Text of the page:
Taking Aim at the IRS's Definition of Theft Lossesby
The IRS sets strict rules when it comes to deductions for theft losses. It defines theft as “the unlawful taking of money or property with the intent to deprive you of it.” Consequently, the agency is justifiably skeptical when the victim and the “thief” are acquainted or related and the facts fail to establish that there was a taking without consent.
There have been cases in which taxpayers can claim write-offs due to theft, but the new tax law has suspended that, which will be discussed later in this article.
Taxpayers whose deductions are denied frequently take their disputes to the Tax Court, which is entirely independent of the IRS. The Tax Court is the only forum where taxpayers are able to contest IRS assessments for additional taxes, interest and penalties without first paying the contested amounts. In other federal courts, taxpayers must first pay and then sue for refunds.
The IRS doesn’t always have the last word. An IRS courtroom defeat occurred in 1982, when the Tax Court ruled against the government in a decision involving Jim Wilson. While Jim was at work, his mother called the police to report that she had witnessed the removal of furniture and other belongings from his home by a woman with whom Jim had shared quarters for several years. Jim told the police that one of the missing items was a necklace worth $10,000. He never sued his girlfriend to recover the necklace, although he apparently knew the out-of-state address where she had moved following the theft.
The IRS contended that Jim’s failure to sue meant that he acquiesced in the taking of the necklace. Hence, his theft-loss deduction ought to be denied.
But the court noted that he took this course on the advice of his lawyer and others he trusted. Moreover, recovery costs would have exceeded the value of the property, given the departure of the woman to another state. The court found that “the mere fact that probably fruitless or economically ill-advised steps were not taken does not necessarily indicate any acquiescence in the actual taking.”
In 1990, the Tax Court also sided with George John Kreiner, a New Yorker who took a theft-loss deduction for $19,000 in cash and property that he had given to two Times Square fortunetellers, a mother and her daughter. What prompted Incurious George’s generosity? He believed the fortune tellers’ promise that they could relieve his depression and other mental problems.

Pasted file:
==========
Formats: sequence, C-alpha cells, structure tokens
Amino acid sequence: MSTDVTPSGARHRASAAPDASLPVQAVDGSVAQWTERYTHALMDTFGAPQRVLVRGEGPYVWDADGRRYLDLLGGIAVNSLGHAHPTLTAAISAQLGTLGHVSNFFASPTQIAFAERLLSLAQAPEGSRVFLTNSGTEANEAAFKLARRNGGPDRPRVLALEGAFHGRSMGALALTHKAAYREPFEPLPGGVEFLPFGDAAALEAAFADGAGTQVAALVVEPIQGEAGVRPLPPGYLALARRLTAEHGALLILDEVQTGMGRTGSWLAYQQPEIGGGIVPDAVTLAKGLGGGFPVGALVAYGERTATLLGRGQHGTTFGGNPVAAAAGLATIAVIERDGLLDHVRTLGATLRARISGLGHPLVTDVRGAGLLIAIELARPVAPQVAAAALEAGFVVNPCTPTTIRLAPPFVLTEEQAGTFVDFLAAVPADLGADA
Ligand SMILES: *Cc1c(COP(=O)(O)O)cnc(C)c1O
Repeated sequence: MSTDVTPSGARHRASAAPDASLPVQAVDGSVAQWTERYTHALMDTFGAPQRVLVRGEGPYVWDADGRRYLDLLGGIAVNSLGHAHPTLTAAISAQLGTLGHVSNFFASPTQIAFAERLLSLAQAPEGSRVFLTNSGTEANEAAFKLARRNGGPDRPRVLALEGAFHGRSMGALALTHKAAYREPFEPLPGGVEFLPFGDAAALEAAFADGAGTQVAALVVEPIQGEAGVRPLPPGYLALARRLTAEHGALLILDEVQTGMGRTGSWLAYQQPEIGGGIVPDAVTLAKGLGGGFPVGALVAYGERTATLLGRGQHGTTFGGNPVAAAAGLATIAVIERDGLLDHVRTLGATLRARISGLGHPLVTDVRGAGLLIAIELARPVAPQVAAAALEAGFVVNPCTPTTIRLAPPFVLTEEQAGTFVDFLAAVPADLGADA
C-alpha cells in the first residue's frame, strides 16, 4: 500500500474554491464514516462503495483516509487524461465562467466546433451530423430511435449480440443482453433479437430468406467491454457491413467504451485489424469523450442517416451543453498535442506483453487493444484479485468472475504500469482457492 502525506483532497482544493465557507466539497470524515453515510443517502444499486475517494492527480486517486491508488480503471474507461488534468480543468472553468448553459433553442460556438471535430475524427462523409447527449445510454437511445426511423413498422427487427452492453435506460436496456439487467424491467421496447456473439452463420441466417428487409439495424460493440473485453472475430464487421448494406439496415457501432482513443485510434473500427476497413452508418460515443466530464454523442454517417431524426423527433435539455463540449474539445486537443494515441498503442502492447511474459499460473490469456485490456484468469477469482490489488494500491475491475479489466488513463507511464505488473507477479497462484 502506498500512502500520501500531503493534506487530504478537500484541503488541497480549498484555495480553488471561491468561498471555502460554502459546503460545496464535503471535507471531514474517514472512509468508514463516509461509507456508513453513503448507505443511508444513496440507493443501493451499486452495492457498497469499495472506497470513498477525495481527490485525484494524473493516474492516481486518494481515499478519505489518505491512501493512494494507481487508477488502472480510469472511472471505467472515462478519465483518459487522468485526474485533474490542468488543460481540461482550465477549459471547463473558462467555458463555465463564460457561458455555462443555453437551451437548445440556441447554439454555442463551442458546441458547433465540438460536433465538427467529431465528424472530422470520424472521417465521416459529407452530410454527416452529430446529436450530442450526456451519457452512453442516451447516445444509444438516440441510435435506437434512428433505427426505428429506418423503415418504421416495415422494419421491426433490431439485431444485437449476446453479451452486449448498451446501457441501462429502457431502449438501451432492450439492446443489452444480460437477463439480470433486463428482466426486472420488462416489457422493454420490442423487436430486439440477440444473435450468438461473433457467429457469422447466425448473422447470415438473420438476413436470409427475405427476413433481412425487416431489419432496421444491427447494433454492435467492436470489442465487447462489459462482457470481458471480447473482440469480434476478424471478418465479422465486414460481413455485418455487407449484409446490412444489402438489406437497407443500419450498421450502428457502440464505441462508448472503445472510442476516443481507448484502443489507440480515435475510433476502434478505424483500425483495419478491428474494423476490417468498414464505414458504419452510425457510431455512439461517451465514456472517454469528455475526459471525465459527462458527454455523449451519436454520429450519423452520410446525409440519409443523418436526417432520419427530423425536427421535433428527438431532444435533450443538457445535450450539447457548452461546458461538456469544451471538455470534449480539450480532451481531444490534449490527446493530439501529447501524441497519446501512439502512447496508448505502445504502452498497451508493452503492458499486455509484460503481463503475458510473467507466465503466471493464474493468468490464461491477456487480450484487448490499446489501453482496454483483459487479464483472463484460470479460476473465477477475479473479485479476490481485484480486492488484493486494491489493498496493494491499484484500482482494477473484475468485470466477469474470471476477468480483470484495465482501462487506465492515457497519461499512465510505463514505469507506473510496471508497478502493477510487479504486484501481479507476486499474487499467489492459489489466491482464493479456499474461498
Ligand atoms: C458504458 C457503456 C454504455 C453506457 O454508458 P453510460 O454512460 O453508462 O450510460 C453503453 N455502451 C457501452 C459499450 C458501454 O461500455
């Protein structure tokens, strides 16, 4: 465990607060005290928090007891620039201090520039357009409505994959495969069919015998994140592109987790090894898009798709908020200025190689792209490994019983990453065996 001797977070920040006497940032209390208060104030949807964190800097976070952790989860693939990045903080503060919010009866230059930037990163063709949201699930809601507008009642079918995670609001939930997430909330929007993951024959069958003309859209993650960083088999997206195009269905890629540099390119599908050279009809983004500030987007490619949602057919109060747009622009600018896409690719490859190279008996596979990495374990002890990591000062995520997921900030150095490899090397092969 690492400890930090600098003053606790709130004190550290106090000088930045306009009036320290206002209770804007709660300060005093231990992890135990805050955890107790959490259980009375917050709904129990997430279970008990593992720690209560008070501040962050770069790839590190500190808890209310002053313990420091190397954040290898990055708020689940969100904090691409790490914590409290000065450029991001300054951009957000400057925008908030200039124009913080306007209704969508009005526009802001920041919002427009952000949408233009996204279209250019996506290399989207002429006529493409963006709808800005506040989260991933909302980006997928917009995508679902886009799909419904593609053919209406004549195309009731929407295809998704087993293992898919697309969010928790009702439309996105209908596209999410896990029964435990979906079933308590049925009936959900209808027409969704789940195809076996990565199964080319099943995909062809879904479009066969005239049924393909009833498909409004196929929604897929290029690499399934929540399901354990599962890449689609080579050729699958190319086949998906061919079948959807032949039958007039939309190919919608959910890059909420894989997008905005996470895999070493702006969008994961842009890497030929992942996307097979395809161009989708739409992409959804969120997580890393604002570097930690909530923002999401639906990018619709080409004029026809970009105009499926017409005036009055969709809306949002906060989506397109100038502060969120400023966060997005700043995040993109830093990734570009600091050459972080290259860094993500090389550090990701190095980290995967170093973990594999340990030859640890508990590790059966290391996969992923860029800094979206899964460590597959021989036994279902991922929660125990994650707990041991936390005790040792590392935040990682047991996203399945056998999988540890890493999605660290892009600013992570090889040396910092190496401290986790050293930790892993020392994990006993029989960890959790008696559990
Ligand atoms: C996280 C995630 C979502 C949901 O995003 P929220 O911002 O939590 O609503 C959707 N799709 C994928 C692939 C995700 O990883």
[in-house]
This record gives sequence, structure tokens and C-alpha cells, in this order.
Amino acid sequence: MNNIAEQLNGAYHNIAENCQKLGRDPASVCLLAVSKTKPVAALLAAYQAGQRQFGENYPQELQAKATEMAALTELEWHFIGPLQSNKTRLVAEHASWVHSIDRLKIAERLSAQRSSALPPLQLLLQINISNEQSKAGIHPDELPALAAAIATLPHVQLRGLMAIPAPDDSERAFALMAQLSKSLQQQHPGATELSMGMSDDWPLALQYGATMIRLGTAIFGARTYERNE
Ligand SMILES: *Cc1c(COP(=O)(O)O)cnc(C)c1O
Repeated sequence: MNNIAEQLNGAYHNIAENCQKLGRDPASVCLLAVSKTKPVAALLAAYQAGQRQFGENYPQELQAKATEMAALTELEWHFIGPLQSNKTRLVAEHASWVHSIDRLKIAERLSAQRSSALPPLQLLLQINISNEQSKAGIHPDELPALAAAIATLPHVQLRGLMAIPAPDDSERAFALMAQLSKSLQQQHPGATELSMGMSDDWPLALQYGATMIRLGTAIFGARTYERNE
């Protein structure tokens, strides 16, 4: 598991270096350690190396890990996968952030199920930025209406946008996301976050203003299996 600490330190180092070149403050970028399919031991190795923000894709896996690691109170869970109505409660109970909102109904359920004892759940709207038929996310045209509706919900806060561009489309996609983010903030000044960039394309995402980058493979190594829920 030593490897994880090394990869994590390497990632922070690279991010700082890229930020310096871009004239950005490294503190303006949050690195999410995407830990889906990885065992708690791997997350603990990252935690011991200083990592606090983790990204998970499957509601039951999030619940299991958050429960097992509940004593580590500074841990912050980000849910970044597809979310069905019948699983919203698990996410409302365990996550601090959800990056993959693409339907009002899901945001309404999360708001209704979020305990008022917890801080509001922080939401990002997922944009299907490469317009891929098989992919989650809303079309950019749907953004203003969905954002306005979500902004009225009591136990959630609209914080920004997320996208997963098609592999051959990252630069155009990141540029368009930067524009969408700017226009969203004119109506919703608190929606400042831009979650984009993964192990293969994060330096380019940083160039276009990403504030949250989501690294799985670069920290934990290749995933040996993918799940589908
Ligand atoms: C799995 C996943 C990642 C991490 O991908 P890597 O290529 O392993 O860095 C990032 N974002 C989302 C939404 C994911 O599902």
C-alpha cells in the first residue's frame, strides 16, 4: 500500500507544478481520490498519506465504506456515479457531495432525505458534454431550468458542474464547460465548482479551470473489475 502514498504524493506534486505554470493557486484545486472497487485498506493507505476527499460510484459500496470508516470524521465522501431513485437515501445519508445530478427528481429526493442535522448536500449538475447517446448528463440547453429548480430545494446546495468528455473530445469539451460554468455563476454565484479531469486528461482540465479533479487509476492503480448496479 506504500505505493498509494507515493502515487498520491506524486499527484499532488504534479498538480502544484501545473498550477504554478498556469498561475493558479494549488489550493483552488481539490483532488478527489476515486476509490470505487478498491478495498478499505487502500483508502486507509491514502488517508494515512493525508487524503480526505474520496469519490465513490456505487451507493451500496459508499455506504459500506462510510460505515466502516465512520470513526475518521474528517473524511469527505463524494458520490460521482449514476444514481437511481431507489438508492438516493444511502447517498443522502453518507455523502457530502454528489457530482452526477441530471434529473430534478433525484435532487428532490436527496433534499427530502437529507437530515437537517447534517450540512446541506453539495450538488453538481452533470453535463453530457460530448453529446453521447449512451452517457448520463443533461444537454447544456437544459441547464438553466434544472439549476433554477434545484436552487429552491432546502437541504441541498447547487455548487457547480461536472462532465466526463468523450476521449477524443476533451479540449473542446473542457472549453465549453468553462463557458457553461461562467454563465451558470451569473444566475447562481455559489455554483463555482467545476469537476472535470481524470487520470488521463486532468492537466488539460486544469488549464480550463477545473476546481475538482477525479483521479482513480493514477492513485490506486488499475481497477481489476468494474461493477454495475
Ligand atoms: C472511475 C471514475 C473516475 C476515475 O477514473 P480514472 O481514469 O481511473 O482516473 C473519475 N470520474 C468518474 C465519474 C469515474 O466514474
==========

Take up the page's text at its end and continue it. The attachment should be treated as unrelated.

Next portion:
The court cited a New York statute that makes fortunetelling a theft-related offense. The law defines fraud to include telling fortunes or promising to control occult forces, unless done at shows or exhibits solely to entertain or amuse.
While George voluntarily asked for advice, that doesn’t bar the write-off. According to the court, "a gullible person who gives money to fortunetellers in the belief that they will help is still defrauded or swindled. Theft is a broad term and includes theft by swindling, false pretenses, and any other form of guile."
Suspension of Write-offs
Just before Christmas, President Trump signed the Tax Cuts and Job Act, the most comprehensive overhaul of the Internal Revenue Code since the Tax Reform Act of 1986. The legislation includes a provision that suspends deductions for theft and casualty losses claimed on the 1040 form’s Schedule A.
Our compassionate lawmakers carved out an exception for such losses when they’re claimed by individuals in areas eligible for federal assistance. This provision isn't retroactive to calendar year 2017. It's prospective and applies to returns filed for calendar years 2018 through 2025.
Stay tuned. In subsequent columns, I’ll discuss other long-cherished deductions that were placed on the chopping block. Some examples: job-related moving expenses, alimony payments, exemptions for dependents, and deductions claimed on Schedule A for payments of state and local taxes, interest on home mortgages and miscellaneous expenses,.
The hodgepodge category of miscellaneous expenses includes such items as job-search expenses, union and professional dues, expenses incurred by investors to produce or collect income, work clothes and uniforms, business gifts.
Additional articles. A reminder for accountants who would welcome advice on how to alert clients to tactics that trim taxes for this year and even give a head start for next year: Delve into the archive of my articles (more than 225 and counting).